This topic was the focus of our latest episode of the Kindreds podcast entitled “Bodies, Health, and Wellness.” You can listen on our website or find us on iTunes, Stitcher, Google Play, or anywhere else you listen to podcasts.

 

Katey Zeh, M.Div is a strategist, writer,  and speaker who inspires communities to create aRA82more just, compassionate world.  She has written for outlets including Huffington Post, Sojourners, Religion Dispatches, Response magazinethe Good Mother Project, and the Journal for Feminist Studies in Religion. She is the co-host of Kindreds, a podcast for soul sisters. Her book Women Rise Up will be published by the FAR Press in March of 2018.  Find her on Twitter at @kateyzeh or on her website kateyzeh.com

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Categories: Body, Embodiment, General, holiday

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20 replies

  1. Yes, I agree with the following statement: “We ought to be working towards systemic change that will make the pursuit of health accessible to all, regardless of income.” Seems (to me) that one of the hardest concepts to get across to people is how “systems” either make things possible or not for a population. Books that claim to deliver the secret to living successfully (in lots of areas) proliferate so it’s no wonder many of us feel that to achieve our goals, all we must do is to just master the steps involved. It’s somewhat akin to “blaming the victim.” However, that’s a fine line to tread.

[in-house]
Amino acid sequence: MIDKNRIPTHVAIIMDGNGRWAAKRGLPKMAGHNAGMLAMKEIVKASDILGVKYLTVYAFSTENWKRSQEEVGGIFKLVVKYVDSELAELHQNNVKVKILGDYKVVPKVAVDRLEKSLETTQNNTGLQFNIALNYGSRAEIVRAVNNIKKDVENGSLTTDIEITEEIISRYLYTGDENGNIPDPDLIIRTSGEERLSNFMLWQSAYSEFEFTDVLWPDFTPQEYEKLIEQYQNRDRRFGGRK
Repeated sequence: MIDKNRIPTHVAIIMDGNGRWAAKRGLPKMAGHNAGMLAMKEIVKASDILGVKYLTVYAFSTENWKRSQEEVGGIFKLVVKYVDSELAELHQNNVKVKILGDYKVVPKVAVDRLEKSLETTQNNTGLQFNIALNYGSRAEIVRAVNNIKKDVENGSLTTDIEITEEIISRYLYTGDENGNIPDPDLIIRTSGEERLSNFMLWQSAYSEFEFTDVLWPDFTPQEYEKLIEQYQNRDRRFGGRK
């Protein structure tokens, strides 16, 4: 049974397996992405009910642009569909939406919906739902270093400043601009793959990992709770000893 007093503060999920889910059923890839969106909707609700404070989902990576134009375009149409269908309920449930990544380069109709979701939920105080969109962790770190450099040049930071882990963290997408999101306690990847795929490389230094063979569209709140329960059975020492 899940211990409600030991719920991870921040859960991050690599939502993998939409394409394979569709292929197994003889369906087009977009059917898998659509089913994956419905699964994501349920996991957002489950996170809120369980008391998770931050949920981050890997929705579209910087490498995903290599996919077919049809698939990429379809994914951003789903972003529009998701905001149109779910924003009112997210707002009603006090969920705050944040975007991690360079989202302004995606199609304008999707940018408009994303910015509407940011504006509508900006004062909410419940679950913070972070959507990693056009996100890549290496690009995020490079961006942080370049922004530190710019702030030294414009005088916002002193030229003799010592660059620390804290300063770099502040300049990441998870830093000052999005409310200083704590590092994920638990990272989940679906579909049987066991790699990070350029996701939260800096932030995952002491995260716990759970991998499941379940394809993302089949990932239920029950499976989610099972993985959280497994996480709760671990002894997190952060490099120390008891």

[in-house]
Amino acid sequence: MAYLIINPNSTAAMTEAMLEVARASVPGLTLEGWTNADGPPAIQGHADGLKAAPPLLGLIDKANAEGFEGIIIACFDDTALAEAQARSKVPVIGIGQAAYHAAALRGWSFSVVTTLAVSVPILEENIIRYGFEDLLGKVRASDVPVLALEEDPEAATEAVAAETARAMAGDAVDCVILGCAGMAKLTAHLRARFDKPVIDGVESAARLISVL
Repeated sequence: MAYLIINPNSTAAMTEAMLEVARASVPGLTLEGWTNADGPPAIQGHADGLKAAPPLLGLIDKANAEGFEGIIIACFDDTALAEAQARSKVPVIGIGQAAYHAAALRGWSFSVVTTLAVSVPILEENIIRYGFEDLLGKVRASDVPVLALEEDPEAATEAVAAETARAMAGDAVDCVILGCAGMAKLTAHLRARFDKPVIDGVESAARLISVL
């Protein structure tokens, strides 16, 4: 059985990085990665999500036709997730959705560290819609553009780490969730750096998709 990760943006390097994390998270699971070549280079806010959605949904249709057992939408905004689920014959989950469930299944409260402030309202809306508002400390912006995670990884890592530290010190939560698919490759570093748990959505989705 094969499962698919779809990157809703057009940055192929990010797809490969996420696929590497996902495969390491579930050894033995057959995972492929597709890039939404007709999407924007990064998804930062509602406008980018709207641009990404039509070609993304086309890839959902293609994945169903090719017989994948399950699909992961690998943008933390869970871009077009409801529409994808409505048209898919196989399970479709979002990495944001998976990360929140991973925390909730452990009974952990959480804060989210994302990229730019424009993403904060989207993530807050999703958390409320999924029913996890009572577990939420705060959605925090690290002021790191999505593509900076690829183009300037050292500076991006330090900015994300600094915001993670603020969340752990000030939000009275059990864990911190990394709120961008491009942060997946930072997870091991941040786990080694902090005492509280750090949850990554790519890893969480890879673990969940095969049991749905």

Liked by 1 person

    • We are so focused on the individual that the systems are hard to see, especially if they do not affect us on a daily basis in explicit ways. We’d rather continue to tell ourselves that we can be the exception–if we only try hard enough. No wonder so many people are frustrated with their bodies!

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  2. I think the author successfully drilled down to the insidious marketing motivation that drives so much of the wellness and self-help, self-improvement scene. We are all dying & none will get out alive. Time to celebrate who we are, ectomorph, endomorph, mesomorph or mondomorph! And if we do decide we’d like to change, it is unlikely that anything short of a complete life-style and spiritual re-boot will do the trick.

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  3. The reality of poverty is very relevant – thank you for including it. I find capitalism so depressing, superficial, and exhausting!

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  4. Katey, thanks for all this truth. When did our best bodies come to be our thinnest bodies? This has got to be during the second half of the 20th century. There were millions of thinnest bodies during World War II, but then it seemed as if (at least) Americans fattened up during the 1950s after we started getting TV commercials about household appliances like refrigerators in which to store all the food we were able to buy during the 1950s. I still think the 50s is when the Troll-in-Chief/Abuser-in-Chief thinks America as at its “greatest.” Is that the “great” period that the Daniel Plan also echoes?

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    • I also think it has to do with the FDA guidelines around fat changing. Low-fat, high carb diets are linked with lots of health risks, including cardio-vascular disease. Gary Taubes has done great work on this issue.

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  5. Having taught Women’s Studies from 1975 -1991, I can attest to the fact that during that period almost no woman liked her body. But…I think it’s gotten worse over time. Just look at Marilyn Monroe, the sex queen of the 1950s, and compare her with Nicole Kidman. We need to love our bodies and ignore advertising and diets. And make healthy food available to all, as you so rightly state, Katey. And enjoy this time of year, with its emphasis on peace and love, rather than agonize over everything.